Sea routes redirected to avoid the Red Sea due to attacks

Shipping companies modify their routes, choosing the longest route through South Africa.

At least 18 shipping companies have decided to reroute their merchant ships through South Africa to avoid passing through the Red Sea, the scene of attacks on cargo ships carried out by Yemen’s Houthi rebels.

The Secretary General of the International Maritime Organization (IMO), Arsenio Domínguez, offered that figure in a speech before the UN Security Council, where he reiterated his condemnation of the harassment against global trade.

“A significant number of shipping companies, about 18, have already decided to reroute their ships around South Africa to reduce attacks on ships and (limit) the impact this has on seafarers,” Dominguez said.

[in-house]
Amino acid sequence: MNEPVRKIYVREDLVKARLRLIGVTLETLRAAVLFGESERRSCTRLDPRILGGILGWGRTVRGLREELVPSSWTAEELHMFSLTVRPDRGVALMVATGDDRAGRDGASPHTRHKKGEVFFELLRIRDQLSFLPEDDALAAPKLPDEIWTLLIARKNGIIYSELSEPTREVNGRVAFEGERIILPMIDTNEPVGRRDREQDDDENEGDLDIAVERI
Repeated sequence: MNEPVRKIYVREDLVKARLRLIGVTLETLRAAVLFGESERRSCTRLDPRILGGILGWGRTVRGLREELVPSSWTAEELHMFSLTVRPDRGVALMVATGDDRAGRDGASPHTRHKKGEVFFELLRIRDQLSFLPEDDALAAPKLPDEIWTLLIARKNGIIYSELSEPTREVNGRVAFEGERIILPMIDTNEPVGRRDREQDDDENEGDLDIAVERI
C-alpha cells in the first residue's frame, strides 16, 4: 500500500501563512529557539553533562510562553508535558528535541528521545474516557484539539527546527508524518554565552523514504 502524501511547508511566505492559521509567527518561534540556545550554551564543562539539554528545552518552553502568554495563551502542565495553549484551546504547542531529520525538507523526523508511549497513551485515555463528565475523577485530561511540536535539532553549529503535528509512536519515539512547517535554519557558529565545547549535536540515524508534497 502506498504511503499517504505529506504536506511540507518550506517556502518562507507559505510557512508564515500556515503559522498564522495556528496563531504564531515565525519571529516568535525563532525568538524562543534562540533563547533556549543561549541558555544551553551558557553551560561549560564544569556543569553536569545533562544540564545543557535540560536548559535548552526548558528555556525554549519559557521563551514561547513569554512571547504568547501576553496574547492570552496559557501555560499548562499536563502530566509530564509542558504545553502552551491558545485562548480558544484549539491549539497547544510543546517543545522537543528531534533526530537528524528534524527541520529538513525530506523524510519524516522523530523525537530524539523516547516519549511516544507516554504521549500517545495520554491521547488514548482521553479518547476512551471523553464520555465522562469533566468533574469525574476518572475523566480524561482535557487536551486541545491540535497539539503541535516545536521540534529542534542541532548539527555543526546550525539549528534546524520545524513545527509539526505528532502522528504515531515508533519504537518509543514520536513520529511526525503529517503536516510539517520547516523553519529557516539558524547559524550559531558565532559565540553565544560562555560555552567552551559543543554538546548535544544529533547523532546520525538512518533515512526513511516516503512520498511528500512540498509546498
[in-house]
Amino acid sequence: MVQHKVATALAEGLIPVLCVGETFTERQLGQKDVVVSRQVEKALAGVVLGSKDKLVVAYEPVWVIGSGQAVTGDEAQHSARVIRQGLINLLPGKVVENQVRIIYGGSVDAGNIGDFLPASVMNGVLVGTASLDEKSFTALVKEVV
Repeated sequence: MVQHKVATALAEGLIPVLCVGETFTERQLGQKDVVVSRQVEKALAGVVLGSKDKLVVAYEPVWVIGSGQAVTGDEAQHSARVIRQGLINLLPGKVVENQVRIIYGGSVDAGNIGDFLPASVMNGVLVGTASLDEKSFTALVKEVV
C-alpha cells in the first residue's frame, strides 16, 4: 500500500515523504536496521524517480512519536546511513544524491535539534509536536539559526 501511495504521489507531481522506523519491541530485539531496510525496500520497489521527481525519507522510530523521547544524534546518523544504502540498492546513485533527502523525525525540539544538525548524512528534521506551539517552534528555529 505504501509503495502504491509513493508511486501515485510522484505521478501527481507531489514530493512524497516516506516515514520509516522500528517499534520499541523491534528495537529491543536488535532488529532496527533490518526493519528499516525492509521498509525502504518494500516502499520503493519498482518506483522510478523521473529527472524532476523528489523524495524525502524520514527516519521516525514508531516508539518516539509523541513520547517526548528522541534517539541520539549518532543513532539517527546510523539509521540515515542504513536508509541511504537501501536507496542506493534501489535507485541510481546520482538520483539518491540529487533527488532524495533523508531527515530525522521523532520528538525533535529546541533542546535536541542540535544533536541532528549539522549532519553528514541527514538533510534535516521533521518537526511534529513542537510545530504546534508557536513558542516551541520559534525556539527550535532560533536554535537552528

The longest path

This means that freighters will add 10 days on average to their trips, in addition to “a negative impact on trade and an increase in freight costs,” according to the Panamanian official.

Domínguez recalled that since November attacks against international vessels on this vital route, through which around 15% of global trade transits, have intensified.

“The initial target was ships linked to Israel, but from the information we have received in recent events that no longer appears to be the case,” Domínguez said.

The IMO is monitoring the situation and is in contact with industry representatives and shipping companies. Domínguez asked merchant ships to send their reports on the situation to commercial control centers when they leave the Suez Canal or the Indian Ocean to enter the Red Sea.